06 Jul Diets for people who have been diagnosed with breast cancer
Q. I’ve been reading about specific diets – particularly ones that avoid dairy foods – for people who’ve been diagnosed with breast cancer. Should I be following one?
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A. It’s common and understandable to want to do as much as possible to be healthy when you’ve been diagnosed with breast cancer.
Many people find changing their lifestyle helps them regain a sense of control, whether it’s changing how physically active they are or what they eat.
A lot of information on diet and breast cancer is conflicting, and it can be confusing and frustrating to read so many different ideas about what’s best. Eating healthily can make a difference to energy levels and general wellbeing.
Some people choose to adopt particular or ‘alternative’ diets to try to reduce the risk of cancer coming back (recurrence). While there’s no conclusive evidence that any specific diet can reduce the risk of recurrence, evidence shows that being a healthy weight (neither overweight nor underweight), doing some physical activity and eating a healthy balanced diet may help reduce the risk of cancer coming back.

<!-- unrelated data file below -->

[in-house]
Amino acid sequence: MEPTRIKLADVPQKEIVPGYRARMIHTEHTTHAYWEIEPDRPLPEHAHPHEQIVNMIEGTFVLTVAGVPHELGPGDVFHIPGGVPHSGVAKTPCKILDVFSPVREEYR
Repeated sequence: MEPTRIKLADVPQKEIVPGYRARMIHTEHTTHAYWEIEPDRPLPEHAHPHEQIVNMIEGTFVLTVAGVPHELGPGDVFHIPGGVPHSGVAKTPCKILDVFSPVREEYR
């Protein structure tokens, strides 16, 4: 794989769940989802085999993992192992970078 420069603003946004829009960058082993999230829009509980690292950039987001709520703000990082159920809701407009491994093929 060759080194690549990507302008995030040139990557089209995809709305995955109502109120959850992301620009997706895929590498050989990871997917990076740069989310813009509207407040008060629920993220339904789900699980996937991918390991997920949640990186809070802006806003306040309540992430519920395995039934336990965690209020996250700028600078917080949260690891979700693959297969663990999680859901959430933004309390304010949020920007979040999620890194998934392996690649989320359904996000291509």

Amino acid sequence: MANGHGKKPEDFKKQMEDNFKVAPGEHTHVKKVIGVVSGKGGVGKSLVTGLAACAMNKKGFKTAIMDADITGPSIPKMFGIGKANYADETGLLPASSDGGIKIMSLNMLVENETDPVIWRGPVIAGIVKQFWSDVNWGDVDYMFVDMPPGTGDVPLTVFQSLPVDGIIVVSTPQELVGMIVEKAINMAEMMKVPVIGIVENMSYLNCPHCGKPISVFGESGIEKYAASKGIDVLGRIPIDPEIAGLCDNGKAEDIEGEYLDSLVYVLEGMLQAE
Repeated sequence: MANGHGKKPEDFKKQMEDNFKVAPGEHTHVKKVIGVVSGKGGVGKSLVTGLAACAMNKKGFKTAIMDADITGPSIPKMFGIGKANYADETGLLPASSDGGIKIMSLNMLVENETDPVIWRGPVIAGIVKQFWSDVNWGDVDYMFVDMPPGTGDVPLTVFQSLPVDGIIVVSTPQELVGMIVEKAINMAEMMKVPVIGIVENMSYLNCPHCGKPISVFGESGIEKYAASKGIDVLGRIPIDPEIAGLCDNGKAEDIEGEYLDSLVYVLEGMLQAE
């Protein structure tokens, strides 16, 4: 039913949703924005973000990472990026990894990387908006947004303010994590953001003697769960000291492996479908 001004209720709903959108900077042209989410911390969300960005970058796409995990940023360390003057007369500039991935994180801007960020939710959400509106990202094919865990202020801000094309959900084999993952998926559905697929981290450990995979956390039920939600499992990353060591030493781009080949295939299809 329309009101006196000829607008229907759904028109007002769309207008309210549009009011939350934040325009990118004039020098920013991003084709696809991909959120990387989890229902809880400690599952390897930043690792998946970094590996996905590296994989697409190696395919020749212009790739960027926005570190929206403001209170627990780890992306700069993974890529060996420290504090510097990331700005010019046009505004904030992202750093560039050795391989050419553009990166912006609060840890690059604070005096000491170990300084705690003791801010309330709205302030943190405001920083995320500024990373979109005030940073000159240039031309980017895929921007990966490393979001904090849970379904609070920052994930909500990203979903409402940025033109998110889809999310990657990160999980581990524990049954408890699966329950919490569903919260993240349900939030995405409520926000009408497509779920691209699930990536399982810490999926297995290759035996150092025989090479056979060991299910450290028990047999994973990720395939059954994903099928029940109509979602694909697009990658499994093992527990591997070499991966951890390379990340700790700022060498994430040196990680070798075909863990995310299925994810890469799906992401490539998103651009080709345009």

Alternative diets often promote eating more of or avoiding certain foods. Because of this, they can sometimes lead to you lacking nutrients you need.
Some people adopt a dairy-free diet after a diagnosis of breast cancer, but there’s no evidence that this reduces the risk of recurrence. Following a dairy-free diet is a personal choice, but it can lead to a drop in the levels of calcium in the body.
Calcium is important for bone health. Bone strength naturally decreases as we get older and some hormone therapies used to treat breast cancer can also reduce bone strength. Therefore, it’s important to include calcium in your diet to reduce the risk of osteoporosis and possible fractures.
If you’re thinking about changing your diet or want more information, you may find it helpful to talk to your specialist team or a dietitian.